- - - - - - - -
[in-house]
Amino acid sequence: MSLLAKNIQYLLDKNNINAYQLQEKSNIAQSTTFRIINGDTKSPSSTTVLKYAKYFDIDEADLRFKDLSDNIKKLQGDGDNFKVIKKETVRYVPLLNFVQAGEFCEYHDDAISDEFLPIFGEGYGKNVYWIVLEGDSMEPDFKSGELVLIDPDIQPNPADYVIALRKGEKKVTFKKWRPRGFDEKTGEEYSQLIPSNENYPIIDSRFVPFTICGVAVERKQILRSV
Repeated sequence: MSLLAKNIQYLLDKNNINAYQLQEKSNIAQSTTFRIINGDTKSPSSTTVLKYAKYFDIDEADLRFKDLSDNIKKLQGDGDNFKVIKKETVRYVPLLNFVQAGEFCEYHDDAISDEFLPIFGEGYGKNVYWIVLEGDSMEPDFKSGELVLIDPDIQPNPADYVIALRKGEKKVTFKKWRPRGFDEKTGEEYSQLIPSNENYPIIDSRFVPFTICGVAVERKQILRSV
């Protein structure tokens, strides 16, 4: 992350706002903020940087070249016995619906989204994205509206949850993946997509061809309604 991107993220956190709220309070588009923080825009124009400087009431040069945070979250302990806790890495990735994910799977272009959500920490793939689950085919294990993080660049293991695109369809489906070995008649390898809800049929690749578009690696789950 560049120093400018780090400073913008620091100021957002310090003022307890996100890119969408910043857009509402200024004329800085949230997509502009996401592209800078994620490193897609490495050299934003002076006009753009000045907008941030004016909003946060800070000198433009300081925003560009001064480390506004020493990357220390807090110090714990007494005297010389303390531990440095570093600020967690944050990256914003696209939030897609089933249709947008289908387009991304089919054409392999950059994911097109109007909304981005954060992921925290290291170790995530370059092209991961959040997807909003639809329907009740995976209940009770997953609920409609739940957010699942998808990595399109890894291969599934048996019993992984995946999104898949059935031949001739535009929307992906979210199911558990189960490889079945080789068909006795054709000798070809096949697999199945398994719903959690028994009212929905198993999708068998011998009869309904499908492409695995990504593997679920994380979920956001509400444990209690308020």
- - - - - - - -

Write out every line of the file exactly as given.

[in-house]
Amino acid sequence: MSLLAKNIQYLLDKNNINAYQLQEKSNIAQSTTFRIINGDTKSPSSTTVLKYAKYFDIDEADLRFKDLSDNIKKLQGDGDNFKVIKKETVRYVPLLNFVQAGEFCEYHDDAISDEFLPIFGEGYGKNVYWIVLEGDSMEPDFKSGELVLIDPDIQPNPADYVIALRKGEKKVTFKKWRPRGFDEKTGEEYSQLIPSNENYPIIDSRFVPFTICGVAVERKQILRSV
Repeated sequence: MSLLAKNIQYLLDKNNINAYQLQEKSNIAQSTTFRIINGDTKSPSSTTVLKYAKYFDIDEADLRFKDLSDNIKKLQGDGDNFKVIKKETVRYVPLLNFVQAGEFCEYHDDAISDEFLPIFGEGYGKNVYWIVLEGDSMEPDFKSGELVLIDPDIQPNPADYVIALRKGEKKVTFKKWRPRGFDEKTGEEYSQLIPSNENYPIIDSRFVPFTICGVAVERKQILRSV
């Protein structure tokens, strides 16, 4: 992350706002903020940087070249016995619906989204994205509206949850993946997509061809309604 991107993220956190709220309070588009923080825009124009400087009431040069945070979250302990806790890495990735994910799977272009959500920490793939689950085919294990993080660049293991695109369809489906070995008649390898809800049929690749578009690696789950 560049120093400018780090400073913008620091100021957002310090003022307890996100890119969408910043857009509402200024004329800085949230997509502009996401592209800078994620490193897609490495050299934003002076006009753009000045907008941030004016909003946060800070000198433009300081925003560009001064480390506004020493990357220390807090110090714990007494005297010389303390531990440095570093600020967690944050990256914003696209939030897609089933249709947008289908387009991304089919054409392999950059994911097109109007909304981005954060992921925290290291170790995530370059092209991961959040997807909003639809329907009740995976209940009770997953609920409609739940957010699942998808990595399109890894291969599934048996019993992984995946999104898949059935031949001739535009929307992906979210199911558990189960490889079945080789068909006795054709000798070809096949697999199945398994719903959690028994009212929905198993999708068998011998009869309904499908492409695995990504593997679920994380979920956001509400444990209690308020």